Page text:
Marianne Gingrich, the second wife of Newt Gingrich who has often said she could end Gingrich’s career with one interview, sat down with ABC News earlier this week for an on-camera interview, according to the Drudge Report. After much wrangling among network executives about when to air the interview, ABC will air the interview tonight on “Nightline,” which airs at 11:35 PM EST, an hour and a half after the Republican presidential debate in South Carolina.
Reports are that Marianne Gingrich says nothing new in the interview, and much of what she says is similar to what she told Esquire in a previous interview in 2010. But the impact of those words when spoken on camera can have a greater impact.
Gingrich is gaining momentum in South Carolina before Saturday’s “first-in-the-South” primary, and he told HUMAN EVENTS that he had a path to victory not only in South Carolina but beyond. Gingrich’s strategy is to win South Carolina and then consolidate the anti-Romney conservative vote going forward into states such as Florida, where the Republican primary is closed to registered Republican voters only. Gingrich’s path may have been made easier today when Perry withdrew from the race and endorsed the former House Speaker.
How much of an impact the ABC interview will have is unknown, mostly because Gingrich’s past marital baggage is known to many voters and it is something they have already factored in when considering Gingrich’s candidacy.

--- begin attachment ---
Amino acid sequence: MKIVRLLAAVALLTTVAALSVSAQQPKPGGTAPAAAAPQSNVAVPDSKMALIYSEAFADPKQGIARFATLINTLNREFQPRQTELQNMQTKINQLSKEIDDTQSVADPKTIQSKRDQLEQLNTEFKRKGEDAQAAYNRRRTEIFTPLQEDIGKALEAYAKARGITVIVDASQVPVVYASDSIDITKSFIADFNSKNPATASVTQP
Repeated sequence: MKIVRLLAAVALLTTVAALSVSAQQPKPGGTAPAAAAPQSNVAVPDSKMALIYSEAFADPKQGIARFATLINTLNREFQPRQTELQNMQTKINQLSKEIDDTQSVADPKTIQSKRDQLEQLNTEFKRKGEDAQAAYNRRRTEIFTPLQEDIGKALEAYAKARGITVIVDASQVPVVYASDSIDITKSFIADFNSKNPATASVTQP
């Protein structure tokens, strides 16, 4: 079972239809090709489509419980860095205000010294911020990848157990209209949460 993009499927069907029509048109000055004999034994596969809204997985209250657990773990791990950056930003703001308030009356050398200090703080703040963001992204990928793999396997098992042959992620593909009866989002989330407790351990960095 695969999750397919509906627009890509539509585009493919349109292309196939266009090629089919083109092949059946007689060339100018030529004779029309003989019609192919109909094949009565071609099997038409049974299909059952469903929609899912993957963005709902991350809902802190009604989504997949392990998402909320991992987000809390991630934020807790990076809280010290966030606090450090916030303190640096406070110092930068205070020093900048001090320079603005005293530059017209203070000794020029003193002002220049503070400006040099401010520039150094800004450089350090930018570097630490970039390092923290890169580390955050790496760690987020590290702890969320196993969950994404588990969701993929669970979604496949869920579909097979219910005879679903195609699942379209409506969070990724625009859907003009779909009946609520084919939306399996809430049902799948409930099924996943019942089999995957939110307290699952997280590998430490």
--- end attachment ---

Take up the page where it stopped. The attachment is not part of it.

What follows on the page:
Yesterday, when it was leaked that ABC would air the Marianne Gingrich interview tonight, Gingrich’s daughters, Jackie Cushman and Kathy Lubbers, wrote a letter to ABC News that the Gingrich campaign made available to reporters.
“We will not say anything negative about our father’s ex-wife,” Gingrich’s daughters wrote in a letter to ABC News. “He has said before, privately and publicly, that he regrets any pain he may have caused in the past to people he loves.”
Lubbers and Cushman wrote, “Our father is running for President because of his grandchildren — so they can inherit the America he loves. To do that, President Obama must be defeated.”
“ABC News or other campaigns may want to talk about the past, just days before an important primary election,” they wrote. “But Newt is going to talk to the people of South Carolina about the future… We are confident this is the conversation the people of South Carolina are interested in having.”
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